Biography of Bright Sheng, U-M professor and composer

July 21, 2003

ANN ARBOR—Composer Bright Sheng, who joined the University of Michigan faculty in 1995. grew up in China during the Cultural Revolution of 1966-1976 when young people were sent to farms to become “reeducated” by the peasants. Those who had some talent in the performing arts—Madame Mao’s pet project—were exempt from this rule. Sheng, from the age of four, studied piano with his mother, until the Revolution. “The Red Guards took our piano away. I didn’t miss it, though. I thought, well, now I don’t have to practice. But one day I heard a piano playing on the radio, and I got music-sick. I sneaked into the junior high classroom one day to play the school piano. The teacher locked it up every day, so I would break it open.”

Revolution. Mao feared people who knew too much. When we kids reached 16, we had no educational prospects and no jobs. Obviously we were becoming a social problem, so Mao said, ‘Go to the country to be reeducated by the peasants.’ Only professional artists who were protected by Mao’s wife could escape working as a peasant, so I decided to audition on piano, and my piano kept me from becoming a farmer.”

His talent allowed Sheng to work as a pianist and percussionist in a folk music and dance troupe in Qinghai Province on the Tibetan border. Over time, his musical pursuits expanded to include arranging and conducting.Seven years in Qinghai taught Sheng two life-shaping lessons. Because he knew as much about piano as anyone around him, he was forced to become self taught by watching and listening to other artists when he visited cities, and “to rasp quickly whatever they were doing that might be helpful to me as a musician.”

Secondly, because of the remoteness of the Qinghai province and the resulting scarcity of performance venues, Sheng turned his attention to regional folk music, little realizing how great a part it would one day play in his life.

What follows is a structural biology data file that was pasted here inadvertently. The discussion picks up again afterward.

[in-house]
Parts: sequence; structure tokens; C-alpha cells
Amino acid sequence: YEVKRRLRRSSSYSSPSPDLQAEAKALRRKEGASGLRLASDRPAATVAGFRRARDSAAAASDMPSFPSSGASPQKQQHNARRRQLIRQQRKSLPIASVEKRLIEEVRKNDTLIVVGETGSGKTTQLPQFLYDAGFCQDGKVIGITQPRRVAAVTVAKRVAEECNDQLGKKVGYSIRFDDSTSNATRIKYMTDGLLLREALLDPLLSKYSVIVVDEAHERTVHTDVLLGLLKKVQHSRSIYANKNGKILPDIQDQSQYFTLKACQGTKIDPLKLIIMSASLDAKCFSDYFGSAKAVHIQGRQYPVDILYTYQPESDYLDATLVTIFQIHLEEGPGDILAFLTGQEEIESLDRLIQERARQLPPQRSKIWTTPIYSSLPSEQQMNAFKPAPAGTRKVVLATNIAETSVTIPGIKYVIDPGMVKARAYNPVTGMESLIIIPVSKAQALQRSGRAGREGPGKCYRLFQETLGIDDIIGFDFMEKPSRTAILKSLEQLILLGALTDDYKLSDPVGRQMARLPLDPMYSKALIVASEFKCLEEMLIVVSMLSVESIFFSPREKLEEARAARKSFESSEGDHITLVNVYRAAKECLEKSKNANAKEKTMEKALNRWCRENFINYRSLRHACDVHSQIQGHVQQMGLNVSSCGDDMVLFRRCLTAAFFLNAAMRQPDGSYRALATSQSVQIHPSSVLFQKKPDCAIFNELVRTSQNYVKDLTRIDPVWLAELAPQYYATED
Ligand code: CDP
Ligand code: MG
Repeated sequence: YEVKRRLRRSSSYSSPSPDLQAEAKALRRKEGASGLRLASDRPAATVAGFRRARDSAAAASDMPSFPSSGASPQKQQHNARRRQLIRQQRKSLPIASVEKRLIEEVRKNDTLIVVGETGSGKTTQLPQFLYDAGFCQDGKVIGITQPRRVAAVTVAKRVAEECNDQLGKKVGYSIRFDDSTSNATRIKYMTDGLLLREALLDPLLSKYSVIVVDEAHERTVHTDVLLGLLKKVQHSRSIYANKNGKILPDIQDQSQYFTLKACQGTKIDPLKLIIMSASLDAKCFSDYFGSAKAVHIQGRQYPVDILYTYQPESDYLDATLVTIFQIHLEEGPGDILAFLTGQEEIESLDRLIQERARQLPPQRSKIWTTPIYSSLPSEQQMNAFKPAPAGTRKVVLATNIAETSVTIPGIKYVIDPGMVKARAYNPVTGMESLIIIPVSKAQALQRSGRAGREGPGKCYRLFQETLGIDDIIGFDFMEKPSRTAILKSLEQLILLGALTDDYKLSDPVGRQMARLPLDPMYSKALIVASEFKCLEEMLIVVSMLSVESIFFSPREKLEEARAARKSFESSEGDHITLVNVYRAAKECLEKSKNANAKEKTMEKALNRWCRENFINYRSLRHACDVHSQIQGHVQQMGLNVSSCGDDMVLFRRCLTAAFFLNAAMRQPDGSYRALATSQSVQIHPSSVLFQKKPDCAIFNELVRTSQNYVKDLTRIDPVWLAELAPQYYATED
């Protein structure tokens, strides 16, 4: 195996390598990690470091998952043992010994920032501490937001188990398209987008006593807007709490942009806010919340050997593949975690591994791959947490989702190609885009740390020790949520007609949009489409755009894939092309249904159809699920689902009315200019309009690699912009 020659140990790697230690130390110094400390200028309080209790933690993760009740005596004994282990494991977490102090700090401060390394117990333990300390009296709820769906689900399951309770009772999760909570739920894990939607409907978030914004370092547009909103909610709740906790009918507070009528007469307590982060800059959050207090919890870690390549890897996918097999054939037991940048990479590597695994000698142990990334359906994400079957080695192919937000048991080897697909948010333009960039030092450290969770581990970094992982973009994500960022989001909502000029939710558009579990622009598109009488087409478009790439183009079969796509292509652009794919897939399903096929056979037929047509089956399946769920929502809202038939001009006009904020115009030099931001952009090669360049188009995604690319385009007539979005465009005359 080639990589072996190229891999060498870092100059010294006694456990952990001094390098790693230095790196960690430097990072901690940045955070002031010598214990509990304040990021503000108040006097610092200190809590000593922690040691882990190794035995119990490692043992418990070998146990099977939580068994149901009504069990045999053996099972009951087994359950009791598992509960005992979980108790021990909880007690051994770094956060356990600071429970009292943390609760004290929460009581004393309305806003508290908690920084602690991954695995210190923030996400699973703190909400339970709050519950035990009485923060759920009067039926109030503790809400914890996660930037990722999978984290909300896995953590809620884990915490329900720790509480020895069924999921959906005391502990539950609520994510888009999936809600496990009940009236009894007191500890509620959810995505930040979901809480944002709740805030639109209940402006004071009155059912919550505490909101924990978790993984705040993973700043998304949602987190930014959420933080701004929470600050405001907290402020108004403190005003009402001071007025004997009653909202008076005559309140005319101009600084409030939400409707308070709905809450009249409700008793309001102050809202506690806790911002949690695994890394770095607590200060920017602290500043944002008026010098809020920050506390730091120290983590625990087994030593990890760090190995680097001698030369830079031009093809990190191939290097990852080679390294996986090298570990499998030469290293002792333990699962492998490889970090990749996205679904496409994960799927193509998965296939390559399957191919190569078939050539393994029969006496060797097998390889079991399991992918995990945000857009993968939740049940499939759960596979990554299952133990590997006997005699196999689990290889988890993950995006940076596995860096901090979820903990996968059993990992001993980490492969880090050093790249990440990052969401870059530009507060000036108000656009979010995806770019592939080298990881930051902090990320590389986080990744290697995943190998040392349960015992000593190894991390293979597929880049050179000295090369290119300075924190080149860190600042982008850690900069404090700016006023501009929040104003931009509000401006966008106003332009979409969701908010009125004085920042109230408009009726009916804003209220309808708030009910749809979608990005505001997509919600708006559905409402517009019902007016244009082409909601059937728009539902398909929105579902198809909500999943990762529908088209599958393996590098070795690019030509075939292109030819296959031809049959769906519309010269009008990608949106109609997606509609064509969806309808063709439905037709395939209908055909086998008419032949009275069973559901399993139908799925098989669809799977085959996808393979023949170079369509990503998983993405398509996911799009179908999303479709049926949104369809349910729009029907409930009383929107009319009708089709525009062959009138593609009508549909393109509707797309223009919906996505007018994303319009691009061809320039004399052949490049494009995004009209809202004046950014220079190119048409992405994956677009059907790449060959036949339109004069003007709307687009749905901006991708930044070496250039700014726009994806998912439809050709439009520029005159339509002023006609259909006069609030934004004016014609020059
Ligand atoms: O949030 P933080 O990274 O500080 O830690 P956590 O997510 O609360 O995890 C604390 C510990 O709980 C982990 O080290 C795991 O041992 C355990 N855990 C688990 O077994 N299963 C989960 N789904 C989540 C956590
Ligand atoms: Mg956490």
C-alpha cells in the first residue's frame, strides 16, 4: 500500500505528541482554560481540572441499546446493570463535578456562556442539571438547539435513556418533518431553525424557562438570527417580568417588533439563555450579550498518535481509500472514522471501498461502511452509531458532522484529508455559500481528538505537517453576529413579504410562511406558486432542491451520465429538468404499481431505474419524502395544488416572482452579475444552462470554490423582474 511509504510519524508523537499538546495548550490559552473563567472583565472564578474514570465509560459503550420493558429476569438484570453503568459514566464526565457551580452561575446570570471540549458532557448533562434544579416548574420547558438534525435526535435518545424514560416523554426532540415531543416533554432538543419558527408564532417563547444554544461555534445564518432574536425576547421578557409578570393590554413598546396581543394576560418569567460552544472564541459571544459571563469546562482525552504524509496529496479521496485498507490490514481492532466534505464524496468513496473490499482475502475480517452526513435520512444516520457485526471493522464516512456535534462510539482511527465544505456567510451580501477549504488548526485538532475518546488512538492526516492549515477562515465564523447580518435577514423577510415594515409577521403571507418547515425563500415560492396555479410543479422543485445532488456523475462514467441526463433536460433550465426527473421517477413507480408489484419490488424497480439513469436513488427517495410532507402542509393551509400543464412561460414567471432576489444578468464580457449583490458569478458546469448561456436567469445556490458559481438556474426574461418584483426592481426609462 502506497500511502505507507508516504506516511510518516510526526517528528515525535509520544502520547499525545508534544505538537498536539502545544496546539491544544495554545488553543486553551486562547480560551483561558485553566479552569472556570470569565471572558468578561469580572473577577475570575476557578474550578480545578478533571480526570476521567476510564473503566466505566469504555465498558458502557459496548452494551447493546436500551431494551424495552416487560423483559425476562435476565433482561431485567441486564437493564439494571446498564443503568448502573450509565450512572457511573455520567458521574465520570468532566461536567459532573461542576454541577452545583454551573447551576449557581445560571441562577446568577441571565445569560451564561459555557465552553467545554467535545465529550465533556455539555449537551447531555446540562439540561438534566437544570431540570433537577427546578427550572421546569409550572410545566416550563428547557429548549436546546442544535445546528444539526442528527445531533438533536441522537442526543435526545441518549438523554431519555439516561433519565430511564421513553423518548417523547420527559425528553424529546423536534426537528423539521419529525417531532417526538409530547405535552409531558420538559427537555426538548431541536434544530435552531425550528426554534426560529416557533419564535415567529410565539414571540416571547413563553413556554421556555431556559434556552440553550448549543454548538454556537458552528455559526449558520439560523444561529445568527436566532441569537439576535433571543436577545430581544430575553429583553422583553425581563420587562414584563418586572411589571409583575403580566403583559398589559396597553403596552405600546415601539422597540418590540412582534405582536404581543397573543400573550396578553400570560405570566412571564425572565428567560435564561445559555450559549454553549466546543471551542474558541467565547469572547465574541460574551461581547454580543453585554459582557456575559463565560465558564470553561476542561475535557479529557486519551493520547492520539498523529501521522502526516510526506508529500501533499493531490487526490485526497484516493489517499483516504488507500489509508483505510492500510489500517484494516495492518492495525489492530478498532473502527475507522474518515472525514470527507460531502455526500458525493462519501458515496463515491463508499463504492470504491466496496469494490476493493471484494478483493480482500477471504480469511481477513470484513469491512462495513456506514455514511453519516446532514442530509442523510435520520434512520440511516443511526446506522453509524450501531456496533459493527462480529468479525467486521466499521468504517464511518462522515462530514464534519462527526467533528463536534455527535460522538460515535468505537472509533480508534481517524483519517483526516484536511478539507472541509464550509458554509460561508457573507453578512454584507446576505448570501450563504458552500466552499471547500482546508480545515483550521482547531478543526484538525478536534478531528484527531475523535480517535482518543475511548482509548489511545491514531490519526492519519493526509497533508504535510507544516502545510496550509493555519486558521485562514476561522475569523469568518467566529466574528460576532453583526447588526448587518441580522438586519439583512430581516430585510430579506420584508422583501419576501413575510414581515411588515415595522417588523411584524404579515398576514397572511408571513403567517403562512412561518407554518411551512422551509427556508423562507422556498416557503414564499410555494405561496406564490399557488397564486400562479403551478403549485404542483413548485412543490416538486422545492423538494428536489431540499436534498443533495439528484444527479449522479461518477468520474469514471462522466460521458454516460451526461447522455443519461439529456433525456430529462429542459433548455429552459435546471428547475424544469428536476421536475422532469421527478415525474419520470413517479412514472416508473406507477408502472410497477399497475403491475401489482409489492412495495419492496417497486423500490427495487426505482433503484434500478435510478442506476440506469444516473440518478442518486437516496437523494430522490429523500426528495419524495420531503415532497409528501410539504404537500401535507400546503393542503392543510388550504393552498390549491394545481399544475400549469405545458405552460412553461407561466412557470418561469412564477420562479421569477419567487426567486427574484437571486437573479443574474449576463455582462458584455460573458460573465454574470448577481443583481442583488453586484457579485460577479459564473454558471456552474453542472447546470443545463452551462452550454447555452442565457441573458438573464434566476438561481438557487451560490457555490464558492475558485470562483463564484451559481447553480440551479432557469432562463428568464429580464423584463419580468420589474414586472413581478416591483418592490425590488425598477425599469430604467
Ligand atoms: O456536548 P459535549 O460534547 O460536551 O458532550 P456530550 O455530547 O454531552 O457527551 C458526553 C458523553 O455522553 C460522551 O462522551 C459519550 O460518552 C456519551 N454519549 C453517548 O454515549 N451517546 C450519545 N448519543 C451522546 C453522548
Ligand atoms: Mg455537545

In 1978, after the Cultural Revolution, universities reopened and Sheng was accepted into the Shanghai Conservatory of Music where he received a bachelor’s degree in music composition.

Sheng arrived in New York in 1982 full of potential and promise but with empty pockets. He earned a master’s degree from Queens College, CUNY, and a doctorate from Columbia University. Leonard Bernstein was among his teachers in New York, along with George Perle, Hugo Weisgall, Mario Davidovsky, Chou Wneg-Chung, and Jack Beeson. “An important part of what I understood about composing comes from the five years I spent studying with Leonard Bernstein,” Sheng says. he was doing you could do too. He set me up with a way of thinking in music composition that benefits every minute of my life.”

As a product, or victim, of the Cultural Revolution, Sheng has intense feelings about that history. His 1988 orchestral piece, “H’un (Lacerations): In Memoriam 1966-1976” is drawn from those oppressive years and depicts the crimes and losses inflicted by the Cultural Revolution. This work won the composer more than positive critical reviews and is just one of his more than 50 major works. The influence of this time in history comes to the surface once again in “Madame Mao.”

Sheng returns regularly to China where his music is now performed. But he has said that he still feels some bitterness about the Revolution.

And where does that name “Bright” come from. Sheng says his name in Chinese is Sheng Zong-Liang, with the family name first. “My first names means something like ‘bright lights.’ I once read a book that referred to an Englishman named Mr. Bright, so I thought if might be good to be known as Bright Sheng where people speak English. I did not know the connotation of smartness at the time.”